Example: Assign Initial Coordinate System

We use the Component tab of the Info pane to manually assign an initial coordinate system, when importing from a format that does not specify the coordinate system.



Consider a project where we have created a new map using the OpenStreet Maps imageserver as a base layer.



We open the map, and then we zoom into a view of Monaco.



In the Component tab of the Info pane we can see the coordinate system used by the map is Pseudo-Mercator, the default offered by Manifold when creating new components.  Because that coordinate system is reported in black text we know that the coordinate system has been automatically provided by the OSM data source.   


Likewise, the coordinate system the Map uses is also in black text because the coordinate system for the map was defined when we created the map, using default Pseudo-Mercator.


When using an undocked Info pane set to the narrowest width, the pane does not have enough room to show the full values and units for Pixel size.   If we are curious what those are for OSM (no need for this example, but to indulge our curiosity), we can drag the right border of the undocked pane to widen the pane:


That lets us see that the pixel size of the image used to convey OSM is approximately 0.3 meters by 0.3 meters.


To continue on with this example, we next  import a shapefile to create a drawing, and then we add that drawing to the map.



We import a shapefile that shows buildings in Monaco.  


However, the shapefiles we have imported to create the buildings drawing did not include a ,prj file that specifies the coordinate system to use.     Most shapefiles will have a .prj with them and thus will automatically import using the correct coordinate system, but every now and then we encounter a shapefile that does not.  Ouch.   No problem, as that is easy to deal with in Manifold.



When we drag and drop the buildings drawing into the map it does not appear in Monaco.   



The Component tab of the Info pane immediately shows us what is wrong so we can fix it, showing the coordinate system for the buildings layer as Pseudo Mercator in red text color.


It shows Pseudo Mercator as the coordinate system because that is the default which is assigned to any component created from a source that does not specify a coordinate system.  It is just a placeholder, and indicated as such by the red text used to display it.  The red text tells us the coordinate system is unverified, it may be wrong, and we must specify the correct coordinate system by manually assigning the initial coordinate system.


 To do that we click on the coordinate system picker button.   



Because the buildings component was brought into the project without a coordinate system being specified, Manifold only allows one action, assigning the initial coordinate system.  Choosing Assign Initial Coordinate System unfolds a menu that allows one of three choices:





In this example we know that the buildings drawing uses Latitude / Longitude projection.   That choice is used so often that it is one of the built-in favorites.   We choose Latitude / Longitude as the initial coordinate system for the buildings drawing.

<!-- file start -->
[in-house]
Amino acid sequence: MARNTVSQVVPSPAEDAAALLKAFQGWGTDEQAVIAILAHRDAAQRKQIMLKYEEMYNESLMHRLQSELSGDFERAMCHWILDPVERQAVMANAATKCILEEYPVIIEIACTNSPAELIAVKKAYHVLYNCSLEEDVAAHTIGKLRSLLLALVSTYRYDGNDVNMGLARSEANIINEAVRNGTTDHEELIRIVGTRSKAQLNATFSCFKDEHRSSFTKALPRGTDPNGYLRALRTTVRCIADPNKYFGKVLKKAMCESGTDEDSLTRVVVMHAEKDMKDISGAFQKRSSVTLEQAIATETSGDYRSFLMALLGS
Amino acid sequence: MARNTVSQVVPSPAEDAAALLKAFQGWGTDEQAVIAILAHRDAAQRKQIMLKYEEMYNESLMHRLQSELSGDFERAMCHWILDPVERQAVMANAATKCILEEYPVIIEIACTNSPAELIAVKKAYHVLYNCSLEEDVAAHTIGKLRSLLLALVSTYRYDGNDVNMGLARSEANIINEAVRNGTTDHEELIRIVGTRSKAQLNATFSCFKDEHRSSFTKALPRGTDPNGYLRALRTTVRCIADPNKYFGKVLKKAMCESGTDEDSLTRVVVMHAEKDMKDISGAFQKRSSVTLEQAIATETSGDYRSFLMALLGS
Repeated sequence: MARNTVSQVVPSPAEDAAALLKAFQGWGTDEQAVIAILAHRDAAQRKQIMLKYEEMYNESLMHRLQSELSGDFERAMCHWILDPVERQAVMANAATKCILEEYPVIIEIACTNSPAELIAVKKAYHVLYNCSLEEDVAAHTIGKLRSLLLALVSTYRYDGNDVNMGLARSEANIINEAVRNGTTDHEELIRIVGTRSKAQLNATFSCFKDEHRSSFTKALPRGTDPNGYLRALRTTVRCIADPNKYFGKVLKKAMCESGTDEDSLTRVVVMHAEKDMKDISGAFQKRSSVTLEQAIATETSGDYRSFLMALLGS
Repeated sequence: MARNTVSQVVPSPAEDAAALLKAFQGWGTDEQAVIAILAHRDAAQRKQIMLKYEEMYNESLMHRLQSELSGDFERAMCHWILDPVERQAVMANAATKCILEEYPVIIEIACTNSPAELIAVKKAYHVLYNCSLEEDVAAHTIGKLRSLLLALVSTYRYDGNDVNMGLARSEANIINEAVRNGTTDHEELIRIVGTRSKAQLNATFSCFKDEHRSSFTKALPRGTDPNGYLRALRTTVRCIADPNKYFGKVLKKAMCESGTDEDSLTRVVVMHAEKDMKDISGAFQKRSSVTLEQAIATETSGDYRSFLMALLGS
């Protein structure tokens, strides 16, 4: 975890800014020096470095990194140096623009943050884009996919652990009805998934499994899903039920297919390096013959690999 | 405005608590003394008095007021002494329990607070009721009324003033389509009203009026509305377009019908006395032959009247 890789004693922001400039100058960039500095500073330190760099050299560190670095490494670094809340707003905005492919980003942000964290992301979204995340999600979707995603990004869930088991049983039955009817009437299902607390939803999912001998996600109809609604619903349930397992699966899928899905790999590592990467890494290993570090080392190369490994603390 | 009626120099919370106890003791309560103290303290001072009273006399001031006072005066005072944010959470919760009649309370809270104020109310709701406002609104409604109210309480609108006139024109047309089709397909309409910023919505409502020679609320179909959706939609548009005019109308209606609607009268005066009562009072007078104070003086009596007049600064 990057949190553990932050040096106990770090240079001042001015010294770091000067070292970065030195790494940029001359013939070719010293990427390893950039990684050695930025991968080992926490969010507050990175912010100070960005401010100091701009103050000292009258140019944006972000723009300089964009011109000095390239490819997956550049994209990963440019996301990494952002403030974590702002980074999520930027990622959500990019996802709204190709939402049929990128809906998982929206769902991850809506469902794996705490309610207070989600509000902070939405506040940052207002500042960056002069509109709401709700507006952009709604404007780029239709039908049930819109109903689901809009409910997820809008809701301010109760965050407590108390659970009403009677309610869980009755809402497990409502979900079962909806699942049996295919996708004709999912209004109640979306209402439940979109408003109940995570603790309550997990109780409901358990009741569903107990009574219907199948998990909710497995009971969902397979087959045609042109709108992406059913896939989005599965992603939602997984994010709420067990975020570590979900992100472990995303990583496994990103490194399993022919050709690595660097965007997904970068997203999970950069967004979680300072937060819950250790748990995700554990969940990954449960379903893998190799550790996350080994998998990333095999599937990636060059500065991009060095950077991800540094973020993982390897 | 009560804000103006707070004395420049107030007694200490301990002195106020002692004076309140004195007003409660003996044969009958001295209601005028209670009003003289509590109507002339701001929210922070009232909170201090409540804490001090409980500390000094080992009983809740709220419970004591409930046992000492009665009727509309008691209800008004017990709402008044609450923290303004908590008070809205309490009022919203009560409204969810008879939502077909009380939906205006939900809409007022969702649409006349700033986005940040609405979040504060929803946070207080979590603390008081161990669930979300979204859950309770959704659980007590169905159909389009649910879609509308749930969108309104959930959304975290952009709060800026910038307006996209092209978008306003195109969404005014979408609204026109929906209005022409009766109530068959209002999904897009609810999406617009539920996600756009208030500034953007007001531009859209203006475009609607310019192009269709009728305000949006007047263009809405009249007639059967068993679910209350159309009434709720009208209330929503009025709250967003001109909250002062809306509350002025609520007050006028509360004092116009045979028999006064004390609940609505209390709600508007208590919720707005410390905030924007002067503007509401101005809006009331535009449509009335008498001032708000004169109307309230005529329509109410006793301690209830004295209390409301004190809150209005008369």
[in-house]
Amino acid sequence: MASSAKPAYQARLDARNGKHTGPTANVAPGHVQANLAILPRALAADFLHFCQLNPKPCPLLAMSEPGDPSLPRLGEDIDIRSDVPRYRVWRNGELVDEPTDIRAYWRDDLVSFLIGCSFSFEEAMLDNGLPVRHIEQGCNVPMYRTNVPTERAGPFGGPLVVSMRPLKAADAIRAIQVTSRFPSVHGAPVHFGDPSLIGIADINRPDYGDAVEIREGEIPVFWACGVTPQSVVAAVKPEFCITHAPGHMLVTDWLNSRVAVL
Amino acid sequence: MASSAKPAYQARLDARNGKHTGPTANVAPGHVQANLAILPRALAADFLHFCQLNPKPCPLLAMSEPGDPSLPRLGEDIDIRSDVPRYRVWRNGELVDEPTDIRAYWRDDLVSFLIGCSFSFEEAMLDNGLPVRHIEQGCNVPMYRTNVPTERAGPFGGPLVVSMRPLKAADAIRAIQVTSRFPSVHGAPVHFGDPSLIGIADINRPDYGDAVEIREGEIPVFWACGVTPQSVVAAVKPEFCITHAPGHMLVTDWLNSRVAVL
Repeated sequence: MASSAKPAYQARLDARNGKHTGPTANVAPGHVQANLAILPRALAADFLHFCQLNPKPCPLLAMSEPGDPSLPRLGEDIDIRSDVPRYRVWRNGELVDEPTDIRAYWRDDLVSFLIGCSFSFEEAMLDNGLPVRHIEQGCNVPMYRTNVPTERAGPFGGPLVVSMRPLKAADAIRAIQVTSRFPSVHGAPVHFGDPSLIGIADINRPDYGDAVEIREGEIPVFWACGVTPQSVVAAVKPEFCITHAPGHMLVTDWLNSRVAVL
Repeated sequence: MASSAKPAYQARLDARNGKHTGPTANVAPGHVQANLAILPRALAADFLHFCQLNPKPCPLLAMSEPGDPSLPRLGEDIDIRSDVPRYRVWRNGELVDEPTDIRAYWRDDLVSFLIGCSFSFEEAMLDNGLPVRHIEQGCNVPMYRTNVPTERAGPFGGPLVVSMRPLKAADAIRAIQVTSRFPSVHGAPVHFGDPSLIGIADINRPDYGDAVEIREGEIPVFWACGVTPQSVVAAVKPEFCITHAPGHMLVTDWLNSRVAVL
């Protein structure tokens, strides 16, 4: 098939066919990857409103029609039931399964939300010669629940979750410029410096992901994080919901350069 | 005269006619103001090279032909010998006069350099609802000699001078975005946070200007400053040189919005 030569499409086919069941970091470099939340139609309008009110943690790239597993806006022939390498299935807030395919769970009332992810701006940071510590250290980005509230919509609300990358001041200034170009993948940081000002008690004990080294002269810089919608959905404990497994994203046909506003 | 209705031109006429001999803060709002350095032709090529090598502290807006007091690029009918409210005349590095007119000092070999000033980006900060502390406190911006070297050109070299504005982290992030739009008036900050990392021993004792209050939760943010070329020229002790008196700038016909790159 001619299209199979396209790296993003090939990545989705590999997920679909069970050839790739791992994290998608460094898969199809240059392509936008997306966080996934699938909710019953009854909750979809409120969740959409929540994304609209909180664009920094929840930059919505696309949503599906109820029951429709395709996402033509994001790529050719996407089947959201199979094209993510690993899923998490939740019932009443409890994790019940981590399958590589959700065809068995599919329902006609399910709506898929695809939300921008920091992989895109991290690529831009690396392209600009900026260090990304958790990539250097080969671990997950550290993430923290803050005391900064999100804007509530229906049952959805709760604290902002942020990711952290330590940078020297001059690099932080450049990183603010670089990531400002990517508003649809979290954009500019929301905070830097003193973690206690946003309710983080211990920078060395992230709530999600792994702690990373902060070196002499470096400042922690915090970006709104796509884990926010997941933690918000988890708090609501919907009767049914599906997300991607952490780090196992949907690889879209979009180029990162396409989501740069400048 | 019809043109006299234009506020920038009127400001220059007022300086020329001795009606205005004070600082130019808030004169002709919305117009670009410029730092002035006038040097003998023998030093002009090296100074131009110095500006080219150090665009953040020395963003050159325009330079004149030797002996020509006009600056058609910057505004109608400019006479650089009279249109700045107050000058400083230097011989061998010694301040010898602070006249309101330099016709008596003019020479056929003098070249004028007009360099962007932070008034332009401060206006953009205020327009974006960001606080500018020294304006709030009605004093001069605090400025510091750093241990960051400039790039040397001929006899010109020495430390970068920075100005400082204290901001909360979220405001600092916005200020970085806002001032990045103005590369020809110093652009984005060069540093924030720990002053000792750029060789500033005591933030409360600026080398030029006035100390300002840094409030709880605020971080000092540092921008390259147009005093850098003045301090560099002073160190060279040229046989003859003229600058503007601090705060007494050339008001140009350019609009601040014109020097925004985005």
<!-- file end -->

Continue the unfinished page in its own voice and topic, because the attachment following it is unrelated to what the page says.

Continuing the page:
As soon as we do that, two things happen:



First, the read out for the buildings layer coordinate system in the Component tab immediately switches to Latitude / Longitude in black text.   The use of black text indicate the coordinate system has been assigned and is no longer just a placeholder that may or may not be accurate.



Second, the buildings layer immediately snaps into correct position in the map, showing that the buildings illustrated are indeed in Monaco.



If we click on the coordinate picker button again we can see the available options have changed, now that the coordinate system has been assigned.    We now have the two options that are allowed for a drawing that has had an initial coordinate system assigned:





Latitude / Longitude? - How do we know the buildings drawing used Latitude / Longitude? The web site from which we obtained the drawing said so.


See Also

Info Pane: Component






Assign Initial Coordinate System


Repair Initial Coordinate System


Reproject Component


Map Projection


Coordinate System


Base Coordinate System


Favorite Coordinate Systems


Favorite Base Coordinate Systems


Example: Convert a 0 to 360 Degree Projection - We often encounter data, both images and drawings, using latitude and longitude degrees that appears to be in Latitude / Longitude projection but which has longitude values from 0 degrees to 360 degrees and latitude values from 0 degrees to 180 degrees, instead of the usual arrangement of -180 degrees to 180 degrees for longitude centered on the Prime Meridian, and -90 degrees to 90 degrees for latitude centered on the Equator.  This example shows how to utilize such data by assigning the correct projection.


Example: Change Projection of an Image - Use the Reproject Component command to change the projection of an image, raster data showing terrain elevations in a region of Florida, from Latitude / Longitude to Orthographic centered on Florida.


Example: Adding a Favorite Coordinate System - Step by step example showing how to add a frequently used coordinate system to the Favorites system.


Example: Detecting and Correcting a Wrong Projection - A lengthy example exploring projection dialogs and a classic projection problem.  We save a drawing into projected shapefiles and then show on import how a projection can be quickly and easily checked and corrected if it is wrong.


Reprojection Creates a New Image - Why changing the projection of an image creates a new image.


About Coordinate Systems


Projections Tutorial